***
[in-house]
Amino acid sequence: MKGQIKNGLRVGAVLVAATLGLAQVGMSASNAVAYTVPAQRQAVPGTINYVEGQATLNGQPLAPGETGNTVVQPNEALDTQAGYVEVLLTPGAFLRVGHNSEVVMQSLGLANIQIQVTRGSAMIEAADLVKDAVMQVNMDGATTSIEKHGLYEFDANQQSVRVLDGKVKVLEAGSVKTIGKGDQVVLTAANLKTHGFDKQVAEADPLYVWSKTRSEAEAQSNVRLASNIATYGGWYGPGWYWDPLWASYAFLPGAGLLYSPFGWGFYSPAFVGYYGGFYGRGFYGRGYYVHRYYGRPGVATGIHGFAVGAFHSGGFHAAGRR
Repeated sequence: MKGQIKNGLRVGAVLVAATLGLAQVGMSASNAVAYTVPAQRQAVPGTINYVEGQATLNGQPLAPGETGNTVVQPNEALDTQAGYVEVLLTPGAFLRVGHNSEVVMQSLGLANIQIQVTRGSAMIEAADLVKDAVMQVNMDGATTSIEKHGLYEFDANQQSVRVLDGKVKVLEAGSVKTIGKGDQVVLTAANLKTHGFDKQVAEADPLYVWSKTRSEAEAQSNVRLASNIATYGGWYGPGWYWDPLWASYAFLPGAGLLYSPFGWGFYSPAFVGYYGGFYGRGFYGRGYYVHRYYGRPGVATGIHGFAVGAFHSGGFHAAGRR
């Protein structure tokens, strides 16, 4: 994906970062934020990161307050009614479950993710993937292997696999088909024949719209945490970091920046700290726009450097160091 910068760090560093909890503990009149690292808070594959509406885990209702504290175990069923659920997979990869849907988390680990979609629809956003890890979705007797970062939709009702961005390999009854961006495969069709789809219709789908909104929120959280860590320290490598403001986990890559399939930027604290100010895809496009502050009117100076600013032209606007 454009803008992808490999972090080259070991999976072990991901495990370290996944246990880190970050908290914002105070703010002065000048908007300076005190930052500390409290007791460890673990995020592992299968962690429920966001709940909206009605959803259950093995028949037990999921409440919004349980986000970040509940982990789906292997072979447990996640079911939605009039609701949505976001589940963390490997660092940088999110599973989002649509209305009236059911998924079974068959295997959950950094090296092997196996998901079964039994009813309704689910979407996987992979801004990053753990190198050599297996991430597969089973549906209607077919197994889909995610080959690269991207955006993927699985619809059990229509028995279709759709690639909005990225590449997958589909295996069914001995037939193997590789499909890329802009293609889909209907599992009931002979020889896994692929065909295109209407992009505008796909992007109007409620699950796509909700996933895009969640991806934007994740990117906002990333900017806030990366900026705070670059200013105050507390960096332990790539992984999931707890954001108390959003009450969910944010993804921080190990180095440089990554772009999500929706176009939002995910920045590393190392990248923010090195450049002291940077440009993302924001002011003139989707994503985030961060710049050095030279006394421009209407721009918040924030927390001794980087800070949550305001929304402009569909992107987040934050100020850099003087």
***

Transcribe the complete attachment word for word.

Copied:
[in-house]
Amino acid sequence: MKGQIKNGLRVGAVLVAATLGLAQVGMSASNAVAYTVPAQRQAVPGTINYVEGQATLNGQPLAPGETGNTVVQPNEALDTQAGYVEVLLTPGAFLRVGHNSEVVMQSLGLANIQIQVTRGSAMIEAADLVKDAVMQVNMDGATTSIEKHGLYEFDANQQSVRVLDGKVKVLEAGSVKTIGKGDQVVLTAANLKTHGFDKQVAEADPLYVWSKTRSEAEAQSNVRLASNIATYGGWYGPGWYWDPLWASYAFLPGAGLLYSPFGWGFYSPAFVGYYGGFYGRGFYGRGYYVHRYYGRPGVATGIHGFAVGAFHSGGFHAAGRR
Repeated sequence: MKGQIKNGLRVGAVLVAATLGLAQVGMSASNAVAYTVPAQRQAVPGTINYVEGQATLNGQPLAPGETGNTVVQPNEALDTQAGYVEVLLTPGAFLRVGHNSEVVMQSLGLANIQIQVTRGSAMIEAADLVKDAVMQVNMDGATTSIEKHGLYEFDANQQSVRVLDGKVKVLEAGSVKTIGKGDQVVLTAANLKTHGFDKQVAEADPLYVWSKTRSEAEAQSNVRLASNIATYGGWYGPGWYWDPLWASYAFLPGAGLLYSPFGWGFYSPAFVGYYGGFYGRGFYGRGYYVHRYYGRPGVATGIHGFAVGAFHSGGFHAAGRR
């Protein structure tokens, strides 16, 4: 994906970062934020990161307050009614479950993710993937292997696999088909024949719209945490970091920046700290726009450097160091 910068760090560093909890503990009149690292808070594959509406885990209702504290175990069923659920997979990869849907988390680990979609629809956003890890979705007797970062939709009702961005390999009854961006495969069709789809219709789908909104929120959280860590320290490598403001986990890559399939930027604290100010895809496009502050009117100076600013032209606007 454009803008992808490999972090080259070991999976072990991901495990370290996944246990880190970050908290914002105070703010002065000048908007300076005190930052500390409290007791460890673990995020592992299968962690429920966001709940909206009605959803259950093995028949037990999921409440919004349980986000970040509940982990789906292997072979447990996640079911939605009039609701949505976001589940963390490997660092940088999110599973989002649509209305009236059911998924079974068959295997959950950094090296092997196996998901079964039994009813309704689910979407996987992979801004990053753990190198050599297996991430597969089973549906209607077919197994889909995610080959690269991207955006993927699985619809059990229509028995279709759709690639909005990225590449997958589909295996069914001995037939193997590789499909890329802009293609889909209907599992009931002979020889896994692929065909295109209407992009505008796909992007109007409620699950796509909700996933895009969640991806934007994740990117906002990333900017806030990366900026705070670059200013105050507390960096332990790539992984999931707890954001108390959003009450969910944010993804921080190990180095440089990554772009999500929706176009939002995910920045590393190392990248923010090195450049002291940077440009993302924001002011003139989707994503985030961060710049050095030279006394421009209407721009918040924030927390001794980087800070949550305001929304402009569909992107987040934050100020850099003087």